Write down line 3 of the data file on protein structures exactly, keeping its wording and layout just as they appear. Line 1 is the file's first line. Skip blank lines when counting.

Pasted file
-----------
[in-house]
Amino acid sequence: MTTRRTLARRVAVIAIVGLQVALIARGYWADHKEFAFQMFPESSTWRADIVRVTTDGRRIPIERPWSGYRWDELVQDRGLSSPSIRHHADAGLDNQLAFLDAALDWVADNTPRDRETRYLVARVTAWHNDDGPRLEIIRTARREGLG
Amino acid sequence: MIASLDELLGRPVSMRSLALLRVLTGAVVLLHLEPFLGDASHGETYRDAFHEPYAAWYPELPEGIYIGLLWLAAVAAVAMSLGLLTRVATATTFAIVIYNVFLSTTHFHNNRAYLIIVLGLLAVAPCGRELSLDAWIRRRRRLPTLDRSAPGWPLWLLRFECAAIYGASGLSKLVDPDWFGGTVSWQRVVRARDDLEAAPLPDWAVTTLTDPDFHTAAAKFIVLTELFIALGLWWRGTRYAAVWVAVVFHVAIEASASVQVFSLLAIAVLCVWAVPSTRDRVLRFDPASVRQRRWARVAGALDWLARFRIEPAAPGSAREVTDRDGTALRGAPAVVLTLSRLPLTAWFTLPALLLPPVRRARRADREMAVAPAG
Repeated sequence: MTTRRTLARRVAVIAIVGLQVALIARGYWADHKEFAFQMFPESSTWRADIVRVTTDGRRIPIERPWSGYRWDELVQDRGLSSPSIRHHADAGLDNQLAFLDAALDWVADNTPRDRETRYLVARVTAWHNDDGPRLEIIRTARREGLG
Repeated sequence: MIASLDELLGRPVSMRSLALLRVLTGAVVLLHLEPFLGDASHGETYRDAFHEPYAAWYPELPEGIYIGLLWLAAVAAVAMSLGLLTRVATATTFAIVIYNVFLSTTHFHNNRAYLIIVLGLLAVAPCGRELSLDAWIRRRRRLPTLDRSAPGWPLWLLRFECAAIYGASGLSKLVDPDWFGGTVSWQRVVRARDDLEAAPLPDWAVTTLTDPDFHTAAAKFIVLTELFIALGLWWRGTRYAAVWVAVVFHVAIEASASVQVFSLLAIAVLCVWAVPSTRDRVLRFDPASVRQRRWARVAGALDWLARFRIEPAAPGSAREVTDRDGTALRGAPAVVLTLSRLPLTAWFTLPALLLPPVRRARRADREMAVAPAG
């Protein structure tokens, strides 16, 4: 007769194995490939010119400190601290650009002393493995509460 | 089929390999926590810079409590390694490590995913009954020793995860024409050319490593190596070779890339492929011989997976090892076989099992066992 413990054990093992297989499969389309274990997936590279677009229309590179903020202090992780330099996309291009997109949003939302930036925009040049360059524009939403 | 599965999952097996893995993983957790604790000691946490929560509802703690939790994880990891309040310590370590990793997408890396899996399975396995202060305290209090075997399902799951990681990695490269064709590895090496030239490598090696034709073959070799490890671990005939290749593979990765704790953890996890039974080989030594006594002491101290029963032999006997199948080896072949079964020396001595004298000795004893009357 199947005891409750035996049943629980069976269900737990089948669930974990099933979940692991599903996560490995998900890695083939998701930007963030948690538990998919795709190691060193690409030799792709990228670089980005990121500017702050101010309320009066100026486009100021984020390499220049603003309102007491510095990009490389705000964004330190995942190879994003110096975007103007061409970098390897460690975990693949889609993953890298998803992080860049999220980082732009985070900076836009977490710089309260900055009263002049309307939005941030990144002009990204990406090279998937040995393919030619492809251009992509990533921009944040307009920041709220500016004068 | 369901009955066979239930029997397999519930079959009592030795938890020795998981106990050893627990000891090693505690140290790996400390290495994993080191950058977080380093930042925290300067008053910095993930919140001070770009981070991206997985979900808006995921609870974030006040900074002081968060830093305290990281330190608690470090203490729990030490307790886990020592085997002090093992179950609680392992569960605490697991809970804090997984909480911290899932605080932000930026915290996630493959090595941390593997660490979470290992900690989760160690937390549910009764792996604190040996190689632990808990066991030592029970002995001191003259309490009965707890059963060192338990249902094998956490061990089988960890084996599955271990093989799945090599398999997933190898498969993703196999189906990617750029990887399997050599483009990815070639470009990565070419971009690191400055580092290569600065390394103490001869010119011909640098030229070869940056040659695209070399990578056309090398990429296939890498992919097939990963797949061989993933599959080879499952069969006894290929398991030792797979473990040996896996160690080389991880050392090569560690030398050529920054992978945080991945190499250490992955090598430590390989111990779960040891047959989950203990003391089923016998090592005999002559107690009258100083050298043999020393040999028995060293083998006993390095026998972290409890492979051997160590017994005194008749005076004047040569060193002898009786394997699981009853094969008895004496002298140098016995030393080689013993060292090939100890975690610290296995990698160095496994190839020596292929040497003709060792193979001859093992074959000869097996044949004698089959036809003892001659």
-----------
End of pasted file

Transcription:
Amino acid sequence: MIASLDELLGRPVSMRSLALLRVLTGAVVLLHLEPFLGDASHGETYRDAFHEPYAAWYPELPEGIYIGLLWLAAVAAVAMSLGLLTRVATATTFAIVIYNVFLSTTHFHNNRAYLIIVLGLLAVAPCGRELSLDAWIRRRRRLPTLDRSAPGWPLWLLRFECAAIYGASGLSKLVDPDWFGGTVSWQRVVRARDDLEAAPLPDWAVTTLTDPDFHTAAAKFIVLTELFIALGLWWRGTRYAAVWVAVVFHVAIEASASVQVFSLLAIAVLCVWAVPSTRDRVLRFDPASVRQRRWARVAGALDWLARFRIEPAAPGSAREVTDRDGTALRGAPAVVLTLSRLPLTAWFTLPALLLPPVRRARRADREMAVAPAG